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Jane Ciabattari is the author of the short story collection, Stealing the Fire. Recent fiction appears in The Literarian, KGB Bar Lit, Chautauqua Magazine, and the new anthology Long Island Noir, edited by Kaylie Jones.

Her reviews, interviews, and cultural reporting have appeared in The New York Times Book Review, the Boston Globe, The Daily Beast, the Boston Globe, The Paris Review, Bookforum, The Guardian online, NPR.org,SalonLos Angeles Times, Chicago Tribune, Washington Post, and Columbia Journalism Review, among others.

She served President of the National Book Critics Circle (2008-2011).

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Jane Ciabattari: A Clockwork Orange atop The StandardHybridity is the keyword for this year’s PEN World Voices Festival. Take words, music, new visual and digital forms, theater, photography, puppets, add tension—and all arrows point toward the creation of something new. The possibilities seemed endless at Monday night’s festival opener as dozens of writers from Russia, Germany, France, Puerto Rico, Mexico, Spain, Denmark, Israel, Bosnia Herzegovina, Colombia, and other countries gathered at the top of the Standard Hotel overlooking the Highline. As this year’s festival program puts it, “There are many ways to tell a story.”
Anthony Burgess showed the world in A Clockwork Orange, published 50 years ago, that you could tell a story by creating a hybrid language—Nadsat, a Russian-influenced English with touches of Cockney and the King James bible, spoken by the Alex narrator and his “three droogs.”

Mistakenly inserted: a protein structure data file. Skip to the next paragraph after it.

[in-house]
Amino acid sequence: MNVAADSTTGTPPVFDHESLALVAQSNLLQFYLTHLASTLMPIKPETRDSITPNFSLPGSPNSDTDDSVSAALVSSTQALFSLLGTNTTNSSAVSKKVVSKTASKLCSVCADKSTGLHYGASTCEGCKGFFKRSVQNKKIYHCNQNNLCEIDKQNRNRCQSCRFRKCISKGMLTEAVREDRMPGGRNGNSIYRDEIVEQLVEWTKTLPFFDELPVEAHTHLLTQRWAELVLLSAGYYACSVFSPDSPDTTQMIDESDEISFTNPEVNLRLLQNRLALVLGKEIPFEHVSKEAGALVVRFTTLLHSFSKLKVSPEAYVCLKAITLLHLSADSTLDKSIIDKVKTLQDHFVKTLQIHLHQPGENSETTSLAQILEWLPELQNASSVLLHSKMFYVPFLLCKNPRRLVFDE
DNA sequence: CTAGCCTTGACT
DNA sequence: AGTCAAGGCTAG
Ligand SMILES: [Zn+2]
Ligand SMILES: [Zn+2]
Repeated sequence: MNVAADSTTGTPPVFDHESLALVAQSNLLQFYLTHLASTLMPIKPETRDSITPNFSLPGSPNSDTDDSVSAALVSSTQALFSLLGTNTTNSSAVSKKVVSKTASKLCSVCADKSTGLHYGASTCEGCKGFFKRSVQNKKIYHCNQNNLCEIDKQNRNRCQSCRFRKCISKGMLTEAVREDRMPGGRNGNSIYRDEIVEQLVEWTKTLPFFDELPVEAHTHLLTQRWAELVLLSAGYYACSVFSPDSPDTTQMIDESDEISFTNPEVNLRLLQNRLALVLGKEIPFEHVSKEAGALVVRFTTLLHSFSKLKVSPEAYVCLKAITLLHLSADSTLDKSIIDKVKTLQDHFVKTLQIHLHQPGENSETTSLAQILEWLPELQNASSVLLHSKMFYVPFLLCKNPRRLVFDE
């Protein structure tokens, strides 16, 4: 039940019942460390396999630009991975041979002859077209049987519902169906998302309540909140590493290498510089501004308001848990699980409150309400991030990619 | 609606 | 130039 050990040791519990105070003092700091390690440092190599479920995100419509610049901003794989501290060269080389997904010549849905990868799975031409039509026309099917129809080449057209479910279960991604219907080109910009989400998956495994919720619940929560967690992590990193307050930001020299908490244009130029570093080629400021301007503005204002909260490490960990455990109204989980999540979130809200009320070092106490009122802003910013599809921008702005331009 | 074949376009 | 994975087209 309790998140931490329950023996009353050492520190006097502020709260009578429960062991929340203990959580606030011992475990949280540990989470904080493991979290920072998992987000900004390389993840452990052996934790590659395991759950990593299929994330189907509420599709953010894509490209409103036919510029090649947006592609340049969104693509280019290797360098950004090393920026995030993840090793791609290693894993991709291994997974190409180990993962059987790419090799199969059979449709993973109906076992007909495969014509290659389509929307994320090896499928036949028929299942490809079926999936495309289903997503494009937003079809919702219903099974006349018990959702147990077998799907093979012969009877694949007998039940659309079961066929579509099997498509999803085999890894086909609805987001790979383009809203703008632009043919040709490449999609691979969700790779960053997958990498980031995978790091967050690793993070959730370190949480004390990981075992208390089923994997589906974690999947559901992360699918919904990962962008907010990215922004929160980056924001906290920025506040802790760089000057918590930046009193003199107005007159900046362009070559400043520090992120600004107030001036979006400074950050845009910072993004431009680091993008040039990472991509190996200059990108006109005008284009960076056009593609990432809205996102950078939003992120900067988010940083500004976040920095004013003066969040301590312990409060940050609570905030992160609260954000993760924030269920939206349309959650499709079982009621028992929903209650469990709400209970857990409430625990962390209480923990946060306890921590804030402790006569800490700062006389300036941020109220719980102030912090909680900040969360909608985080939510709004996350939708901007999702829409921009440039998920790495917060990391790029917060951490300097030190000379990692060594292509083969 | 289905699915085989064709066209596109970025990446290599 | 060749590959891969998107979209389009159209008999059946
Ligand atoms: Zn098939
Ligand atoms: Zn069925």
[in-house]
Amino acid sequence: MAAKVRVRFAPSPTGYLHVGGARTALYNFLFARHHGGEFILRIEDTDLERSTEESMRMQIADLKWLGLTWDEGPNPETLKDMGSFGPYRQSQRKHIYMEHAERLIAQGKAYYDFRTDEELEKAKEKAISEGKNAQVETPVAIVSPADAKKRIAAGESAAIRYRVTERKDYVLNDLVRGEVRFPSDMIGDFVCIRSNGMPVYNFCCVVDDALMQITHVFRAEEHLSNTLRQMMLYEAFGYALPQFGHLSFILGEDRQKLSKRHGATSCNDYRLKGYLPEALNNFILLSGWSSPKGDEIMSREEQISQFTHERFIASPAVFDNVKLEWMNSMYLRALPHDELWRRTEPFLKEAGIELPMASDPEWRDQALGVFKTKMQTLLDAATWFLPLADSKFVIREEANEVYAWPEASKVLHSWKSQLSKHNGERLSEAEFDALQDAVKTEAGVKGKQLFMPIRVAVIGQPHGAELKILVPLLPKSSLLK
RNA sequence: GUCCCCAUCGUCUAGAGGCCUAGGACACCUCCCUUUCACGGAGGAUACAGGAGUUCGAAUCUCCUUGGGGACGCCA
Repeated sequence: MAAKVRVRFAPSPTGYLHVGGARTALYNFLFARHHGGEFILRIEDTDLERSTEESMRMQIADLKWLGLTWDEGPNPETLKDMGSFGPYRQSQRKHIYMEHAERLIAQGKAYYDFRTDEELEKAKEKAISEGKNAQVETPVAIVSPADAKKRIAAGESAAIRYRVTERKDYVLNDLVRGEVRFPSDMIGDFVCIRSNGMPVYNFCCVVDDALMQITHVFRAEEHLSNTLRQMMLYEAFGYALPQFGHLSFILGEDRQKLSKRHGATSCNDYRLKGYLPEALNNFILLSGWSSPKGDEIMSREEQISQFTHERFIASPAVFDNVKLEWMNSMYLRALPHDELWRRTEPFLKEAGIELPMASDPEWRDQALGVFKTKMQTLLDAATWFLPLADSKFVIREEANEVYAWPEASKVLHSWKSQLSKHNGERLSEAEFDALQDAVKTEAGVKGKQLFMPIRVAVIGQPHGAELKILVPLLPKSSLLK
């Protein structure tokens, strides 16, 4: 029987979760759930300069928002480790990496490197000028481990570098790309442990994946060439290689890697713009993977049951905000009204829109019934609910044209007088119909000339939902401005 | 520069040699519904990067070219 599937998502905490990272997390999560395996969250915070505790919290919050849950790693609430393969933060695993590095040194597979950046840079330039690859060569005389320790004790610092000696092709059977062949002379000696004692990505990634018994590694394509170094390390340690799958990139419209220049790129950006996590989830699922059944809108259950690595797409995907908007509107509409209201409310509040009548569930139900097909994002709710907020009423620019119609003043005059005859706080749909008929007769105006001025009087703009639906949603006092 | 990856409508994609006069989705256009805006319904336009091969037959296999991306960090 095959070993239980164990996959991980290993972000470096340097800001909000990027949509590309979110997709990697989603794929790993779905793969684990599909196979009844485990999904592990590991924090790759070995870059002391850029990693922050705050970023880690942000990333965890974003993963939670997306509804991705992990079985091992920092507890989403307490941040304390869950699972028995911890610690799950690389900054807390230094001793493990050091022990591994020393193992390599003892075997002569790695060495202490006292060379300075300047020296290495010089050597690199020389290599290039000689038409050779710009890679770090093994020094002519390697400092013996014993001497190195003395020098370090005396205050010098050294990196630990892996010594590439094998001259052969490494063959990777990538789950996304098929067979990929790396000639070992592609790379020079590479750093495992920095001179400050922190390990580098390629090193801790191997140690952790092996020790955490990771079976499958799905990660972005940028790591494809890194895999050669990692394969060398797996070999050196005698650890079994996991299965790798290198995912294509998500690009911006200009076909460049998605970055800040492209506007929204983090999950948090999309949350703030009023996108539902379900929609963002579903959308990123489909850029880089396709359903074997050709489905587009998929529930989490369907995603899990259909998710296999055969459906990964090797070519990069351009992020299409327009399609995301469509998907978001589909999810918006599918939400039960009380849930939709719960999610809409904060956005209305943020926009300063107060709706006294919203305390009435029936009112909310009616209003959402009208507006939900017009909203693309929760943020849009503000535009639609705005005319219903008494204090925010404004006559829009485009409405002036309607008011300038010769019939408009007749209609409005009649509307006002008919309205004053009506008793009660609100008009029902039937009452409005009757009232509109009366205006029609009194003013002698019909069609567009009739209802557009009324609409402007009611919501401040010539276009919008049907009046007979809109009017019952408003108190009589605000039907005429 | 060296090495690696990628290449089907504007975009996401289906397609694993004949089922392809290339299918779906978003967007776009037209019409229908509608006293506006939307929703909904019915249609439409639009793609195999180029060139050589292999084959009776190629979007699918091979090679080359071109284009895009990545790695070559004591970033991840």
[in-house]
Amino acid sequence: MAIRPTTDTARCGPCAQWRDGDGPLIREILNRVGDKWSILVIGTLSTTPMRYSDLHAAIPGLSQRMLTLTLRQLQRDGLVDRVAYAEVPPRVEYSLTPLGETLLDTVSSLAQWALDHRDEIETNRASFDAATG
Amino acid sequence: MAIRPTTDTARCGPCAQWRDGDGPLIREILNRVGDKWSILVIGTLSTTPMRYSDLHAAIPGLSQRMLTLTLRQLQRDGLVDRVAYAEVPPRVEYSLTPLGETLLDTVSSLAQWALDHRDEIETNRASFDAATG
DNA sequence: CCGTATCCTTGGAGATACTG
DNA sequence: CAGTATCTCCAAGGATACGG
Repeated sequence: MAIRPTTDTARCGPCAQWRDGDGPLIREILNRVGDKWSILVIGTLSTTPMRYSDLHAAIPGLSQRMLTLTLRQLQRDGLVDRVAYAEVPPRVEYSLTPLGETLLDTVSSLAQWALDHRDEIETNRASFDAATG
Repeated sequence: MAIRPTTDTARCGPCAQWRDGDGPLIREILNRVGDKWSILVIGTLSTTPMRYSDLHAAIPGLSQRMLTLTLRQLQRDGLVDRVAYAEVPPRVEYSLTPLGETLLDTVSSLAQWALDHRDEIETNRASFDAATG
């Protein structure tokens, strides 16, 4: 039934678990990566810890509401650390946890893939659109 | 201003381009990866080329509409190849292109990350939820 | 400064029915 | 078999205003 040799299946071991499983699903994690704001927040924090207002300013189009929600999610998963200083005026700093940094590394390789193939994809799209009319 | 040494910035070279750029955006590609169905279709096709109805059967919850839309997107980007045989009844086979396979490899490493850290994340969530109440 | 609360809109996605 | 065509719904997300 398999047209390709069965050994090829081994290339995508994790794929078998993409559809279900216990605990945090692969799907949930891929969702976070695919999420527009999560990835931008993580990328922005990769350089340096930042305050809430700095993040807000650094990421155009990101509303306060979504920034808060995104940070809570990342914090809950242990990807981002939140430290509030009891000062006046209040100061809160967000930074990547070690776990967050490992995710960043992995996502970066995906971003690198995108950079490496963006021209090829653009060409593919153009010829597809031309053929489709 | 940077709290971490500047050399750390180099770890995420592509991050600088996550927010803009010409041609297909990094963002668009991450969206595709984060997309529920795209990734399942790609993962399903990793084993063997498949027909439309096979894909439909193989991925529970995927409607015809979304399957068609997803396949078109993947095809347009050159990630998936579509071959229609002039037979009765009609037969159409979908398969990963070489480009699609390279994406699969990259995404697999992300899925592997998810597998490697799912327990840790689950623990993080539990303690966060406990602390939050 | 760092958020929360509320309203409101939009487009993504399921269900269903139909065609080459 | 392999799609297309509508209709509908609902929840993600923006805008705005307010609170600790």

But how could this opening night offering, a 35-minute cabaret production of the US premiere of A Clockwork Operetta, based on recently found Burgess lyrics set to music by Kevin Malone, compete with so many distractions?
Just a few:
The view, the view the view. Gawking seems the only option when entering the glittering bar once known as the Boom Boom Room, which offers 360 degrees: Skyscrapers of downtown Manhattan, lights aglow on the cool night, the Hudson River and other traffic far below. All from eighteen floors up, floor to ceiling windows (including restrooms). 
Trays of champagne flutes. A fire pit in one corner. The golden columns swirling overhead, the golden bar. The golden crowd.
PEN World Voices chair Salman Rushdie giving an impassioned defense of his recently departed friend Christopher Hitchens. Novelist A.M. Homes describing her commute to Princeton. All those writers, plus editors (Jen McDonald from the New York Times Book Review, Michael Reynolds from Europa Editions,Victor Navasky of The Nation, Joy Stocke and Kim Nagy of Wild River Review, to name a few within three feet of me). (Thanks, Joy, for the photo of the Clockwork performance above.)
But when festival director Jakab Orsos, his face etched by projections from new media artist Onome Ekeh, gave his introduction, the crowd quieted and waited. 
Soprano Emily Howard as Alex, backed by the Ebb Trio with Kronos Quartet violist Hank Dutt, blew the roof off. She was—appropriately—raucous, raspy, spellbinding. 
As Clockwork Operetta’s star soprano  stood, still accepting accolades from the crowd more than an hour after the performance, I voiced my wonderment to Malone, the operetta’s composer, at how she was able to pull the dispersed crowd to her, despite all those other diverting possibilities.